Employee References and Defamation

Can an employer be sued for defamation over a negative reference?

Church Law and Tax 1992-01-01 Recent Developments

Employee Relations

An Indiana state appeals court threw out a lawsuit brought by a worker against her former employer for allegedly defamatory references given to prospective employers. A worker quit her employment with a secular employer following a dispute over working conditions. She then sought new employment. When she began experiencing difficulty finding another job, she became suspicious of the references her former employer was giving. In an attempt to determine the nature of the references, the woman had her mother and boyfriend contact the former employer, represent themselves as prospective employers, and request references. Supervisory personnel made the following remarks about the former employee: “Did not get along well with other employees”; “could work without supervision on occasion”; “was somewhat dependable”; “does not work good with other people”; “is a trouble maker”; “was not an accomplished planner”; and “would not be a good person to rehire.” The woman sued her former employer for defamation. The defendants asked the court to dismiss the case, and the court did so. It observed:

As a general rule an employee reference given by a former employer to a prospective employer is clothed with the mantle of a qualified privilege. A former employer has an interest in open communications with a prospective employer regarding a former employee’s work characteristics. Without the protection of the privilege, employers might be reluctant to give sincere yet critical responses to requests for an appraisal of a prospective employee’s qualifications …. There is a self-evident social utility in free and open communications between former and prospective employers concerning an employee reference. Accordingly, we hold that such communications are protected by a qualified privilege …. However, a statement otherwise protected by the doctrine of qualified privilege may lose its privileged character upon a showing of abuse, namely: (1) The communicator was primarily motivated by ill will in making the statement; (2) there was excessive publication of the defamatory statement; or (3) the statement is made without belief or grounds for belief in its truth.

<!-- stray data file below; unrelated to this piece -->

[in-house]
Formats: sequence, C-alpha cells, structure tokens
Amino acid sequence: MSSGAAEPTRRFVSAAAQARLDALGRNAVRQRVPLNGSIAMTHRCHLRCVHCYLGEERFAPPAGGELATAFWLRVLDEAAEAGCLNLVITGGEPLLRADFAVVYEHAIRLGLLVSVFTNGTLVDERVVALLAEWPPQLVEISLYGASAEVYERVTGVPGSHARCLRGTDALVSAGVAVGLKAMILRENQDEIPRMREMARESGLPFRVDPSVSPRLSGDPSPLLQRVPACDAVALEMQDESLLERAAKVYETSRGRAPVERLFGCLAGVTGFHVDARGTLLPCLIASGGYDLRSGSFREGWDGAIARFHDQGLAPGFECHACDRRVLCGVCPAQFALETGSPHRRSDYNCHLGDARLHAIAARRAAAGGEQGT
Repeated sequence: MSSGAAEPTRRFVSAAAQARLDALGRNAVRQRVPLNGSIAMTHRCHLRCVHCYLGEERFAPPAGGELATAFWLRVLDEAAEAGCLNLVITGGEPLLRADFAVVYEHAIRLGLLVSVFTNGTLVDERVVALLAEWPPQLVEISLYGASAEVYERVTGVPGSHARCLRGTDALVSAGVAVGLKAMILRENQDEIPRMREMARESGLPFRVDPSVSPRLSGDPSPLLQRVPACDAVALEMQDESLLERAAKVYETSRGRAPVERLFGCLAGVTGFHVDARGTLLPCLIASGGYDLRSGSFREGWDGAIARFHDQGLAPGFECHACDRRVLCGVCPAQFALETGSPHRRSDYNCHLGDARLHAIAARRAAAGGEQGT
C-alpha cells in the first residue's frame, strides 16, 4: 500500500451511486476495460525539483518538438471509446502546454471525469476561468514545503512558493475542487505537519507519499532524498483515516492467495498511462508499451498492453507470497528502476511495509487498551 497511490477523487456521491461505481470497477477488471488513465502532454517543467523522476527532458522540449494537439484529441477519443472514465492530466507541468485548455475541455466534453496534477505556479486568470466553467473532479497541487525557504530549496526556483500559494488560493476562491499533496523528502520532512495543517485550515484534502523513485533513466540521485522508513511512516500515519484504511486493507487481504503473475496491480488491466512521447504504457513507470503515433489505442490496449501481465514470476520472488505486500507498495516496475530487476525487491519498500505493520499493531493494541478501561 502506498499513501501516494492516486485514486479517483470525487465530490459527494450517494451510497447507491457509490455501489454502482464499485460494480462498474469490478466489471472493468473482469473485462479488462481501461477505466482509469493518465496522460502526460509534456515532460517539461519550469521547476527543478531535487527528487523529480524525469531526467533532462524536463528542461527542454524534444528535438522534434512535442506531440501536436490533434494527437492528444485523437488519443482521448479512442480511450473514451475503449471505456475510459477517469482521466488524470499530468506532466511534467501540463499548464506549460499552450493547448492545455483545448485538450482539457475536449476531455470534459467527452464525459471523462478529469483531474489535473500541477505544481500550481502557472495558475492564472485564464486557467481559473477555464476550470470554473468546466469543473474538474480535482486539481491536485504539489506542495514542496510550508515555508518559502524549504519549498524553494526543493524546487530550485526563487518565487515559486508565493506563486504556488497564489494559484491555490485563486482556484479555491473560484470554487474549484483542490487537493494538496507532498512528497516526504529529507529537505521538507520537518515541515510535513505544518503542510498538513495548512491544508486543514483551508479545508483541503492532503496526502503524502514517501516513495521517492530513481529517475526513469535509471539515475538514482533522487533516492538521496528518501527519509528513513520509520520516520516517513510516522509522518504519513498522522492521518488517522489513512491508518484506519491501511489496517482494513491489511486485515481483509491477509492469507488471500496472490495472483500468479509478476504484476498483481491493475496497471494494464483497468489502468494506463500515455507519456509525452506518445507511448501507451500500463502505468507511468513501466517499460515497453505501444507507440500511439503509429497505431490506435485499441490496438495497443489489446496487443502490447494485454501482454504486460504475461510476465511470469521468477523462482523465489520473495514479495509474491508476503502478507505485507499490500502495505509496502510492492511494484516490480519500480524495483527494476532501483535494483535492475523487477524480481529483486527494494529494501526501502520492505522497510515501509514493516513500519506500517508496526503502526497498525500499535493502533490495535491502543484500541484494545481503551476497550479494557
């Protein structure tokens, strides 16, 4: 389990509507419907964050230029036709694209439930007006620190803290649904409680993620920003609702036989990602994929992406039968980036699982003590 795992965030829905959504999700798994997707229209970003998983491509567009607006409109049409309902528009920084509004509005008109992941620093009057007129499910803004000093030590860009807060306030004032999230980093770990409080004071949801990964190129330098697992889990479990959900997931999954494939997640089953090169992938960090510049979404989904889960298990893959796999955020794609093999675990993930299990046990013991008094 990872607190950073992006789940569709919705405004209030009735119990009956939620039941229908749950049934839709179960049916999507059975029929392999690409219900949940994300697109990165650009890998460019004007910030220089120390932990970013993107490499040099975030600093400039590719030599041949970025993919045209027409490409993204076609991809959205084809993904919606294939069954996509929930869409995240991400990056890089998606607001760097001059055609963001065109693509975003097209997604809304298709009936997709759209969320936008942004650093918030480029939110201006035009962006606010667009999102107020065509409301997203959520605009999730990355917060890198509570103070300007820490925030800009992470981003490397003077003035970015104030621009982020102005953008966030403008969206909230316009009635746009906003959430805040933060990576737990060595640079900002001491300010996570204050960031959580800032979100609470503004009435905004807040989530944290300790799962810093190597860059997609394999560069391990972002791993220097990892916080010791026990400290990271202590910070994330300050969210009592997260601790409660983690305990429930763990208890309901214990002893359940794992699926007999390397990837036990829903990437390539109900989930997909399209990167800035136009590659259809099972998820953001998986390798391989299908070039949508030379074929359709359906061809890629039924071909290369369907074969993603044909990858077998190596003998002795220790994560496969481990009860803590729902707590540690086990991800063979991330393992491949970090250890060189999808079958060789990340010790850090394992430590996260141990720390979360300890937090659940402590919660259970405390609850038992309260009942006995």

The court concluded that the former employee had failed to prove any of the grounds for disregard of the qualified privilege, and accordingly her lawsuit had to be dismissed. Chambers v. American Trans Air, Inc., 577 N.E.2d 612 (Ind. App. 1991).

See Also: Termination of Employees

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